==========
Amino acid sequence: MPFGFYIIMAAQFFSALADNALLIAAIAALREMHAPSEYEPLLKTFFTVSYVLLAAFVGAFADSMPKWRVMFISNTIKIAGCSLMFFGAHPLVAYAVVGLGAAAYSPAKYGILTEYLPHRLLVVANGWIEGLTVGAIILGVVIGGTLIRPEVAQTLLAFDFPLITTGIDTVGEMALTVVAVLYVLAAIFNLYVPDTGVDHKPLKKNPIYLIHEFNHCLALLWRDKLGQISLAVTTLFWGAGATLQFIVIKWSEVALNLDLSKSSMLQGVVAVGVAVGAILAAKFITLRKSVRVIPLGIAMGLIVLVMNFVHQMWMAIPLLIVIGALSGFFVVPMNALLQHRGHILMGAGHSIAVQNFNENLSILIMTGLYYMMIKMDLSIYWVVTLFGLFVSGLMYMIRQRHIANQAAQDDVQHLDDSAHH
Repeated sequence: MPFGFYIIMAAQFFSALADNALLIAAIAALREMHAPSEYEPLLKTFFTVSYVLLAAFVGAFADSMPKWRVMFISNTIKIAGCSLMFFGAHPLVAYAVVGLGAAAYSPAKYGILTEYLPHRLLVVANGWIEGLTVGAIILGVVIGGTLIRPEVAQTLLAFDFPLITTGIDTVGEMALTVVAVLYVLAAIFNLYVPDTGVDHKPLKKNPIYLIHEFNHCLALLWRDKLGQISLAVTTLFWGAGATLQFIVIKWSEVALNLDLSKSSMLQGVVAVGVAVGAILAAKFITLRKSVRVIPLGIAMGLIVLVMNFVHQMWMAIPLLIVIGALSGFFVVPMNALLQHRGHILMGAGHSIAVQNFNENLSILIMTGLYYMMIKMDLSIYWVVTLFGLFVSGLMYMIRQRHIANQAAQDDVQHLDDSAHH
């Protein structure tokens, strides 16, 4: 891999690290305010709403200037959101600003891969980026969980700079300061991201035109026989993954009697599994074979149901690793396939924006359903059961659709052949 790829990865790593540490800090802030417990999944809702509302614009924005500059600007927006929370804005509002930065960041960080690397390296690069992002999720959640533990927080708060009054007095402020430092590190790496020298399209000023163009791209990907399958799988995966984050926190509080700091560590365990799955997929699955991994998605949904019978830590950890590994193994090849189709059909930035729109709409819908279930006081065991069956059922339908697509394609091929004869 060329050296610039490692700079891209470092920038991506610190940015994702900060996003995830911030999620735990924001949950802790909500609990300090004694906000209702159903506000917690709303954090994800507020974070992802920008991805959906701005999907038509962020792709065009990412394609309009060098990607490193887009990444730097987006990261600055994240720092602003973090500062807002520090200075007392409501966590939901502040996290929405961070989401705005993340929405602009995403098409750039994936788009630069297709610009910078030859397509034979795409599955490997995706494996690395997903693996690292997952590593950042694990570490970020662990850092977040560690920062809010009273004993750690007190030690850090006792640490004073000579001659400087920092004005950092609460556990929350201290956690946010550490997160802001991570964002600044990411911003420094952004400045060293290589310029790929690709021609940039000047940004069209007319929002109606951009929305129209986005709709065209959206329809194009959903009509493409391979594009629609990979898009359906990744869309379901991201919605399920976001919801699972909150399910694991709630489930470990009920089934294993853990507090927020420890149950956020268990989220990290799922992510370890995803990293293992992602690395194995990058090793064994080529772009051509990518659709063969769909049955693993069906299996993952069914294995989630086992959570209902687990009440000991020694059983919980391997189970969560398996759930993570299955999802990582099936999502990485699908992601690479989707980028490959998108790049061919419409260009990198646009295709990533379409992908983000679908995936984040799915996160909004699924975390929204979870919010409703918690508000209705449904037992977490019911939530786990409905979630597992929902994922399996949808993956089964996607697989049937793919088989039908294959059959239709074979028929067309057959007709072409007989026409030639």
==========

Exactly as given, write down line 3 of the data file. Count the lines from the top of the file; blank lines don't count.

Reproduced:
């Protein structure tokens, strides 16, 4: 891999690290305010709403200037959101600003891969980026969980700079300061991201035109026989993954009697599994074979149901690793396939924006359903059961659709052949 790829990865790593540490800090802030417990999944809702509302614009924005500059600007927006929370804005509002930065960041960080690397390296690069992002999720959640533990927080708060009054007095402020430092590190790496020298399209000023163009791209990907399958799988995966984050926190509080700091560590365990799955997929699955991994998605949904019978830590950890590994193994090849189709059909930035729109709409819908279930006081065991069956059922339908697509394609091929004869 060329050296610039490692700079891209470092920038991506610190940015994702900060996003995830911030999620735990924001949950802790909500609990300090004694906000209702159903506000917690709303954090994800507020974070992802920008991805959906701005999907038509962020792709065009990412394609309009060098990607490193887009990444730097987006990261600055994240720092602003973090500062807002520090200075007392409501966590939901502040996290929405961070989401705005993340929405602009995403098409750039994936788009630069297709610009910078030859397509034979795409599955490997995706494996690395997903693996690292997952590593950042694990570490970020662990850092977040560690920062809010009273004993750690007190030690850090006792640490004073000579001659400087920092004005950092609460556990929350201290956690946010550490997160802001991570964002600044990411911003420094952004400045060293290589310029790929690709021609940039000047940004069209007319929002109606951009929305129209986005709709065209959206329809194009959903009509493409391979594009629609990979898009359906990744869309379901991201919605399920976001919801699972909150399910694991709630489930470990009920089934294993853990507090927020420890149950956020268990989220990290799922992510370890995803990293293992992602690395194995990058090793064994080529772009051509990518659709063969769909049955693993069906299996993952069914294995989630086992959570209902687990009440000991020694059983919980391997189970969560398996759930993570299955999802990582099936999502990485699908992601690479989707980028490959998108790049061919419409260009990198646009295709990533379409992908983000679908995936984040799915996160909004699924975390929204979870919010409703918690508000209705449904037992977490019911939530786990409905979630597992929902994922399996949808993956089964996607697989049937793919088989039908294959059959239709074979028929067309057959007709072409007989026409030639």